How many MBA's does it take to mount a press?I don't believe any number of MBA's could do it. It takes an engineering degree. ;)

March 28, 2007, 05:40 PM
MBAs would give you a detailed report explaining how and why you shouldn't do it.

To get it done by someone other than yourself would require a 17 year old with an interest in auto maintance.

March 28, 2007, 05:52 PM
Ranger! Or a 19 year old working on a bachelors degree in industrial technology education. lol Here's a pic of how I mounted mine to the bench. (

March 28, 2007, 06:25 PM
Here's what one PhD can do.:D MBA's need a business plan before they can attempt to mount the press. :neener: I made the bench myself with 2x's, plywood and mesonite. ( ( (

March 28, 2007, 07:34 PM
Well I don't have my MBA yet, but I'll get back to it one of these days, so I'll make a few comments. First, it appears from your comment regarding the strong mount that you are using Dillon equipment. If so go for it as it appears to be well made and works well, just a little costly. My turret and progressive presses are Lee's and I had a holder fabricated out of angle iron to hold a flat steel plate which is drilled and tapped for two different presses. The holder is bolted to my bench and I slide in the plate when I am using the press, very solid and work well. I have also drilled and tapped other steel plates that I have bolted to my bench for other presses and equipment.


March 29, 2007, 12:33 AM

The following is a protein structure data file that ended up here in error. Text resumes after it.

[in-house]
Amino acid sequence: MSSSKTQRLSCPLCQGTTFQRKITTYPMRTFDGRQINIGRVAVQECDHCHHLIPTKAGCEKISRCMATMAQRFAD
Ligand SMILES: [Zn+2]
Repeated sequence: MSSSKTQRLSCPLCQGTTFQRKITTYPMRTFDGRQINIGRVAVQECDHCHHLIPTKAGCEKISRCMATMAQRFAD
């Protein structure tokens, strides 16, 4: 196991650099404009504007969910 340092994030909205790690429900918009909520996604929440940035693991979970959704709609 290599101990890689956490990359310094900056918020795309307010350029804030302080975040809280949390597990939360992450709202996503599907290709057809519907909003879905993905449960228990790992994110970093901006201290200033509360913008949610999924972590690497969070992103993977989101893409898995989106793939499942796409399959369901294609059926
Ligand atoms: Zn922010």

Q: How many MBA graduates does it take to mount a press?

A: Only one, if you hire me. I can actually mount the press by myself. As you can see from my resume, I've had extensive experience mounting presses in my previous placements on work experience. I'm also currently a part-time lecturer on Press Installation at my local Institute of Reloading. My only weakness is that I'm compulsive about installing reloading equipment in my spare time.

/sarcasm tag needed?
//sorry not adding much here... couldn't resist
///actually an Ivy League dropout

March 29, 2007, 11:21 AM
How many MBA's does it take to mount a press??

that depends on whether or not they bring their laptops! :D :D

March 29, 2007, 07:06 PM
I don't have an MBA, just a JD. With that degree in law, I had myself sign a release and indemnity agreement before allowing myself to mount the press. :D

March 29, 2007, 07:15 PM
I built this and all I have is a GED

March 29, 2007, 07:43 PM
Pretty slick, krochus. I'll bet that press is extremely stable. :D

March 29, 2007, 11:06 PM
I spent 2 years at a junior college. Here's how I did it:

March 29, 2007, 11:08 PM
I utilize the RCBS accessory base plate with my Rock Chucker. I feel this adds enough strength to the design.

March 30, 2007, 12:15 AM
Steel plate with screws through the bench top into 2x10 or 2x12 - spreads the torque out over a larger area.

Dave R
March 30, 2007, 01:00 AM
This MBA just got an ol' thrift store desk with a thick laminate deck. I used a big hinge plate as a metal backing on the bottom. Then, just to be sure, I put a 4X4 post under the metal backing plate. Transfers force to the floor. Doesn't get in my way. I just straddle it.

So far, so good.

March 30, 2007, 09:09 PM